The author of this book, who before the war was an assistant surgeon at West London Hospital, was one of the surgeons in charge of the British Field Hospital for Belgium, which began its work in Antwerp in September 1914 with 150 beds and a staff of eight doctors and twenty nurses. On October 9th, in view of the German occupation, the hospital had to leave the city and successfully did so with over 100 patients being removed in buses. It started up again in Furnes, near La Panne, as the official Field Hospital of the Belgian Army. The location was only a few miles behind the firing line, which made the work quite exciting from the military point of view, and its independence of the British medical organisation brough up many novel problems of supply and maintenance. The author was able to visit other places such as Termonde, Malines, Purvies and Ypres and his descriptions of them so early in the war, supported by photographs, reflect the deep impressions they made on him.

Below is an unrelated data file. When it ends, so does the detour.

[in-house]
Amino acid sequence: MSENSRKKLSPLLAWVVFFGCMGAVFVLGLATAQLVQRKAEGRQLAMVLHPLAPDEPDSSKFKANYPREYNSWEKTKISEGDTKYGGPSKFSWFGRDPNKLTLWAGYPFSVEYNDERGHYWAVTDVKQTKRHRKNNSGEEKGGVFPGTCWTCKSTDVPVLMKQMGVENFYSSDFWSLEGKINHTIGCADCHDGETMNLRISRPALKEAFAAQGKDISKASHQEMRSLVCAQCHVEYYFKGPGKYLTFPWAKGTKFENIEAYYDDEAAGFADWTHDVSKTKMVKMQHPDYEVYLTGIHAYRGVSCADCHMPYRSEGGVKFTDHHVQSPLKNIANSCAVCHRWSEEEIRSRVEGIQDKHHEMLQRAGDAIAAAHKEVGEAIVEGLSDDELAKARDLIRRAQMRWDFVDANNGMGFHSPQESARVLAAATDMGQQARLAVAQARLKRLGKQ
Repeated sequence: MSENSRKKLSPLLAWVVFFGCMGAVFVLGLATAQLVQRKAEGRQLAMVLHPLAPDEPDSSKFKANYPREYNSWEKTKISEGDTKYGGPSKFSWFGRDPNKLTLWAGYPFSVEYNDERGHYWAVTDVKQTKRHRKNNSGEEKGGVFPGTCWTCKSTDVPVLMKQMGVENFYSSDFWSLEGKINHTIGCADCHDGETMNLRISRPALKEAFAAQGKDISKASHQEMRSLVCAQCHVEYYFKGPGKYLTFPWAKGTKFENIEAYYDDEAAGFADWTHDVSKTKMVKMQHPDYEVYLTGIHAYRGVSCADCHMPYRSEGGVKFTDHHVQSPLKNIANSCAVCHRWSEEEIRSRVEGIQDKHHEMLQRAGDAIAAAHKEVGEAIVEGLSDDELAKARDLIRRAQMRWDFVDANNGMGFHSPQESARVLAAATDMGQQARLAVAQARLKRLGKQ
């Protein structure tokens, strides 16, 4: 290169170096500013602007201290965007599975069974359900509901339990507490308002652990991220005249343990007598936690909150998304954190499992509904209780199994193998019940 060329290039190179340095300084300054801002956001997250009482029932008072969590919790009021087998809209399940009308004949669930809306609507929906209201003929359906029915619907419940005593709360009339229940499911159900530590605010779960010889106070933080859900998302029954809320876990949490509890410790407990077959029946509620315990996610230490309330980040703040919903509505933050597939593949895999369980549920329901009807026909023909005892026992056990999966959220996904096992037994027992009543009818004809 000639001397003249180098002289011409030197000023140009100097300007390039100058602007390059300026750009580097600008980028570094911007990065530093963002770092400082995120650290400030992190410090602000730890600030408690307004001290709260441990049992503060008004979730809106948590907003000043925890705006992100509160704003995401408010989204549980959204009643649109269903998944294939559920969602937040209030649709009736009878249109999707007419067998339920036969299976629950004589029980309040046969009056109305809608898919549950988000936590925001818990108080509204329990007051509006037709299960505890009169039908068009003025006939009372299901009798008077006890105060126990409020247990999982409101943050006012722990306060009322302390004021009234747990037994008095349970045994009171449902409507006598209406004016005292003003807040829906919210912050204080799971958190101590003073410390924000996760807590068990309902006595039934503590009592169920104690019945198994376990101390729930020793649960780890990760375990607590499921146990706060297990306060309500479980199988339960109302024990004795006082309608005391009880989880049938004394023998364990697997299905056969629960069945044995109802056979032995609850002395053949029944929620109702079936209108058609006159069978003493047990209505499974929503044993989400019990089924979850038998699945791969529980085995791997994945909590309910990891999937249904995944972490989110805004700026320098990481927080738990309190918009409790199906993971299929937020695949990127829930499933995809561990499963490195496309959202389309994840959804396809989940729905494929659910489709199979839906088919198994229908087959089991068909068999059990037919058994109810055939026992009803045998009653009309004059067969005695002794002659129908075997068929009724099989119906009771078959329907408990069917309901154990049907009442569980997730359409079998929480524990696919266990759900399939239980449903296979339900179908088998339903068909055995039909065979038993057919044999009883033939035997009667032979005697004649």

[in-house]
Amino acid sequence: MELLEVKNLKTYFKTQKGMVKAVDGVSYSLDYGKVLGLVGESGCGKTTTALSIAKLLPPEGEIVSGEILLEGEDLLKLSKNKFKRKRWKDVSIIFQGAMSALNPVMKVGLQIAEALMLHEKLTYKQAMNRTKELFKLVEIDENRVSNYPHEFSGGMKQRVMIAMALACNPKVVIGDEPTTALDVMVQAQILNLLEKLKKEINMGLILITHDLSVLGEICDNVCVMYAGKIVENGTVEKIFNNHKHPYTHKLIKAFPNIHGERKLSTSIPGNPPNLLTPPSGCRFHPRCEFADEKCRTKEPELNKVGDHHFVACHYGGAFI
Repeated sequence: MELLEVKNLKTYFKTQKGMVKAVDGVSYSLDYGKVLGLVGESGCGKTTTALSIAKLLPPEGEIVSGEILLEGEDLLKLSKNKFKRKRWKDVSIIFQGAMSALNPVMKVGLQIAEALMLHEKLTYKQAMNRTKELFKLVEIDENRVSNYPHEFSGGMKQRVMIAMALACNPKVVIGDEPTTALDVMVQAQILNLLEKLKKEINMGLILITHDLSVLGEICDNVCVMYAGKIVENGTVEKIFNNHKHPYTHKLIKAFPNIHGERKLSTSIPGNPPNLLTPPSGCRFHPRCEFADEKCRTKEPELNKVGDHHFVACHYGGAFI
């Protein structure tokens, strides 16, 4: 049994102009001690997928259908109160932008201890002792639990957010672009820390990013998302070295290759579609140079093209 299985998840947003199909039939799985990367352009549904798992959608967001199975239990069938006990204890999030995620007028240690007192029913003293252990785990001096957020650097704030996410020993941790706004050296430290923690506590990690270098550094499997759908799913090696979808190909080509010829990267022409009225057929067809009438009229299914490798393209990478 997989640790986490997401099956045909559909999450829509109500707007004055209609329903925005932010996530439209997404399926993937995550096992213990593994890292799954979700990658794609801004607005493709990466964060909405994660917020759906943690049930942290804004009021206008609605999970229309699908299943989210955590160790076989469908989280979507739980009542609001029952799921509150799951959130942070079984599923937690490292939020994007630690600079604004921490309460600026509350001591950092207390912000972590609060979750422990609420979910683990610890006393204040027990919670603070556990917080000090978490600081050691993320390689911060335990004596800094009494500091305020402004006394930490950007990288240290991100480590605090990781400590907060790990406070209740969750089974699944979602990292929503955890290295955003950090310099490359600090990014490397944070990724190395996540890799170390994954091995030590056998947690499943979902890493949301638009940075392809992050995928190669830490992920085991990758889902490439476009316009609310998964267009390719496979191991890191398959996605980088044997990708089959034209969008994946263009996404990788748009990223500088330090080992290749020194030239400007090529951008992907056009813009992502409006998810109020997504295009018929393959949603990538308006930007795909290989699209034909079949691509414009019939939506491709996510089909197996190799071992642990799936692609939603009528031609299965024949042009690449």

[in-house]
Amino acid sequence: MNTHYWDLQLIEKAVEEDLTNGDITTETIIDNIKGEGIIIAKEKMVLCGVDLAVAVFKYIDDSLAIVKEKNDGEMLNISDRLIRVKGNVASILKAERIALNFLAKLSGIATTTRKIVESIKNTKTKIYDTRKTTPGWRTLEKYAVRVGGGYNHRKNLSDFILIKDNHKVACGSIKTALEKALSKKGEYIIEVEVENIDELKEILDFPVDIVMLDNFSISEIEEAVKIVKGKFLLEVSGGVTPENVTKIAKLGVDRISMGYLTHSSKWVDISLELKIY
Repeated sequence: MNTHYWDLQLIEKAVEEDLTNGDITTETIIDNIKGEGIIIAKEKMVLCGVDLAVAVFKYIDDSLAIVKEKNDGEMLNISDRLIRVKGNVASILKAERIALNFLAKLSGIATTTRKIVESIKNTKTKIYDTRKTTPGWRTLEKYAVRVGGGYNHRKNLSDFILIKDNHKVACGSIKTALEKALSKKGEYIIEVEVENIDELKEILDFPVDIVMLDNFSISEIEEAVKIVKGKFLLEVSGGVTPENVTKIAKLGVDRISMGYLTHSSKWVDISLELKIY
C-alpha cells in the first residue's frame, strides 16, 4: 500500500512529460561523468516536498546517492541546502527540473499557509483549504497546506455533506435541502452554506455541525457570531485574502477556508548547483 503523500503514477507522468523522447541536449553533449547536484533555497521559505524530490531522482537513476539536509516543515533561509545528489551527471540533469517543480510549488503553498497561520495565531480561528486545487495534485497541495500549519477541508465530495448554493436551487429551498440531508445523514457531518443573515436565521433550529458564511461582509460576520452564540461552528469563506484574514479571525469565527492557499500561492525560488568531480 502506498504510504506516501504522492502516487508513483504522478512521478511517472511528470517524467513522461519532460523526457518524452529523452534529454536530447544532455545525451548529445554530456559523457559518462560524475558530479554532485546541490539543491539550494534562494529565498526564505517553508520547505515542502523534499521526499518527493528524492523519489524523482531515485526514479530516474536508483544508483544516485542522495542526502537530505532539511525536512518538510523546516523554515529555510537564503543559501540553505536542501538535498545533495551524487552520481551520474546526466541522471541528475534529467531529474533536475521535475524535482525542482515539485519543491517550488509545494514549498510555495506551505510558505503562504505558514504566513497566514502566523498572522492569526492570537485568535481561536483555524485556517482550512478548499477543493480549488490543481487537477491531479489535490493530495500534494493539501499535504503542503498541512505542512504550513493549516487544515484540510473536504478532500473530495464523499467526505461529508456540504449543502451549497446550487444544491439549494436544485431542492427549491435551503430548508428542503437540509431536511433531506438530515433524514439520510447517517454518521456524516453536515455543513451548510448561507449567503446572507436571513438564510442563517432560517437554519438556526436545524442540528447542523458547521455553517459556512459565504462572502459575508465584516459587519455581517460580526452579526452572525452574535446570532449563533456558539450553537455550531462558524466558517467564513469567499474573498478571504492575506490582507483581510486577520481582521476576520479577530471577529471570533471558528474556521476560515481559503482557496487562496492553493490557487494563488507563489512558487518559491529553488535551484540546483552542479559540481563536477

SURGEON IN BELGIUM
The story of the British Field Hospital for the Belgian Army during the first three months of the war. It opened in Antwerp but when the Germans occupied the city it was forced to withdraw and re-located at Furnes, not far from Nieuport and not far behind the front line.